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Exercise after vaccination improves antibody levels

Vaccination is an effective public health measure, and is used all over the world to prevent people from succumbing to various different pathogens, yet vaccine efficacy varies across different populations. Since it is important that vaccines are as effective as possible in producing the relevant antibody responses, scientists are interested in investigating any factors that may improve vaccine efficacy. 

In a recent study, published in the journal Brain, Behavior and Immunity, researchers from Iowa State University show that even a short stint of moderate physical exercise, taken just after being vaccinated, can improve the development of antibodies and boost immunity. 

Antibodies are protein molecules produced by the white blood cells of the body’s immune system. They function in a “search and destroy” capacity to identify and eradicate pathogens, such as viruses, bacteria, fungi and parasites, that have entered a person’s body. Vaccines help the immune system learn how to identify the presence of foreign invading organisms, and also to defend the body by producing a ready army of antibodies. 

The researchers measured the levels of antibodies present in people who had cycled on a stationary bike or gone for a brisk walk, for 90 minutes, immediately after receiving a vaccination. Three different vaccines were used in the study, namely those against the 2009 pandemic influenza (H1N1), against seasonal influenza, and against COVID-19.

The results showed that participants who had exercised immediately after being vaccinated had more antibodies in their blood four weeks later than those who had remained sitting or who had carried on with their daily routines. In addition, exercising did not increase the side effects of vaccination. This result was consistent for all three different vaccines. 

“Our preliminary results are the first to demonstrate a specific amount of [exercise] time can enhance the body’s antibody response to the Pfizer-BioNtech COVID-19 vaccine and two vaccines for influenza,” said study lead author Professor Marian Kohut.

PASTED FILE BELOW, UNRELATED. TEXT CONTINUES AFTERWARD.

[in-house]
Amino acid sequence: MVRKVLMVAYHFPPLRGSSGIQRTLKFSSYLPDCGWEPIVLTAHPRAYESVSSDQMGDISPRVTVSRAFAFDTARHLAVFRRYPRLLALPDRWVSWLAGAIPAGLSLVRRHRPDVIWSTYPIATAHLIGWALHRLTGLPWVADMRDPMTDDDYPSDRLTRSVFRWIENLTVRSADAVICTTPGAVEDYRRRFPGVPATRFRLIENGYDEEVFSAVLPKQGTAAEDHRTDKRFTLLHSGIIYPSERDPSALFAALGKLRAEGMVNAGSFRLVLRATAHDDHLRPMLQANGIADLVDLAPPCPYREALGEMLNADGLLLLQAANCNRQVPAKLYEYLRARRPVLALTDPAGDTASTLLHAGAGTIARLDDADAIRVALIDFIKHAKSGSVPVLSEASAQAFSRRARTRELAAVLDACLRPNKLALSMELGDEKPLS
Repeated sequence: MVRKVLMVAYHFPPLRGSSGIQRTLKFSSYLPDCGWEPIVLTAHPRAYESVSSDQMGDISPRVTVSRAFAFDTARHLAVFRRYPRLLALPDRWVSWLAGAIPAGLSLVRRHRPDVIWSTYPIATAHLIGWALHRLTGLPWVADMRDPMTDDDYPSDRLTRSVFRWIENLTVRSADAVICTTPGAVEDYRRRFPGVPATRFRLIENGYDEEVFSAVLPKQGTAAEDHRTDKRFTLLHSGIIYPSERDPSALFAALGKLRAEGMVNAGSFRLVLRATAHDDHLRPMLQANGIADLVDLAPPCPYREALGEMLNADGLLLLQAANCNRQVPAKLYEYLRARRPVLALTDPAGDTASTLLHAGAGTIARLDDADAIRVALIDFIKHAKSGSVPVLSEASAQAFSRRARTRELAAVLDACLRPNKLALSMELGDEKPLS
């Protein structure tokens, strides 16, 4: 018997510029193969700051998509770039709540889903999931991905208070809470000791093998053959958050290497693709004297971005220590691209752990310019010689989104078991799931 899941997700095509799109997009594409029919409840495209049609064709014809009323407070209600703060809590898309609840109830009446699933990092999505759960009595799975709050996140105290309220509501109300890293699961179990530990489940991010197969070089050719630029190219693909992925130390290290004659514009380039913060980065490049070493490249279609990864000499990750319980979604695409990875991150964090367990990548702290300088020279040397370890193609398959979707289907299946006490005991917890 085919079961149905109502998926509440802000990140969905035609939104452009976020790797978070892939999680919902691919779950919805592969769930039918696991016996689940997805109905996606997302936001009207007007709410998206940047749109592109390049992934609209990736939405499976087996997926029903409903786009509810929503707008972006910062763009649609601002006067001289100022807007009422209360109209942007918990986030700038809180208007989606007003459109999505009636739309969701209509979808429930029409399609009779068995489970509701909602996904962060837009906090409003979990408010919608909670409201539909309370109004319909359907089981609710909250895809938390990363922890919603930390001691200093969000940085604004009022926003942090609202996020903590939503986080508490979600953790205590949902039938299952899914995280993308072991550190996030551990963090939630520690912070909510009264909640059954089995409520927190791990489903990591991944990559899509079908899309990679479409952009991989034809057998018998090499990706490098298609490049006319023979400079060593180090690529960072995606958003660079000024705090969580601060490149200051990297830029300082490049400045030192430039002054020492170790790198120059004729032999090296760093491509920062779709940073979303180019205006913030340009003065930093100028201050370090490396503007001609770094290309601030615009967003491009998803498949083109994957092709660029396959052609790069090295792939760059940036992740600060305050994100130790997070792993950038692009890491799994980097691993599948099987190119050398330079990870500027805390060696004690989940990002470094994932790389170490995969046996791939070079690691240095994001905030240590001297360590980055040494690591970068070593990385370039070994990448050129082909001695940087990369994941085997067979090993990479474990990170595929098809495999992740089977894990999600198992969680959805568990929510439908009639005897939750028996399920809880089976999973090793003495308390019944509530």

The researchers said the study’s findings could directly benefit people with a range of fitness levels. Nearly half of the participants in the experiment had a BMI in the overweight or obese category. During 90 minutes of exercise, they focused on maintaining a pace that kept their heart rate around 120–140 beats per minute, rather than focusing on distance traveled.

Interestingly, the researchers also tested whether a 45-minute exercise session would also result in increased numbers of antibodies. They found that the shorter session of physical exercise did not have the same effect. They did not test whether 60 minutes of exercise would boost immunity in the same way, but suggest that this could be an area of further study in the future. 

Although the reason that exercise boosts the immune system is not yet clear, Kohut explains that several factors could be involved. Doing physical exercise increases blood and lymph flow, which helps circulate immune cells and bring them into contact with foreign pathogens in the body. This would lead to an immune response that would increase the number of circulating antibodies. 

The scientists also conducted similar experiments on mouse models that were vaccinated with influenza A vaccine and then allowed to run on a treadmill. Those that had a 90-minute post-vaccination exercise session also had higher levels of antibodies in their blood. Data from the mouse experiments also suggested a type of protein (interfeon alpha) produced during exercise helps generate virus-specific antibodies and T-cells (a type of white blood cell).

“But a lot more research is needed to answer the why and how. There are so many changes that take place when we exercise – metabolic, biochemical, neuroendocrine, circulatory. So, there’s probably a combination of factors that contribute to the antibody response we found in our study,” said Professor Kohut.

The researchers are continuing to track the antibody response in the participants six months post-immunization and have launched another study that focuses on the effects of exercise on people who receive booster shots.

By Alison Bosman, Staff Writer

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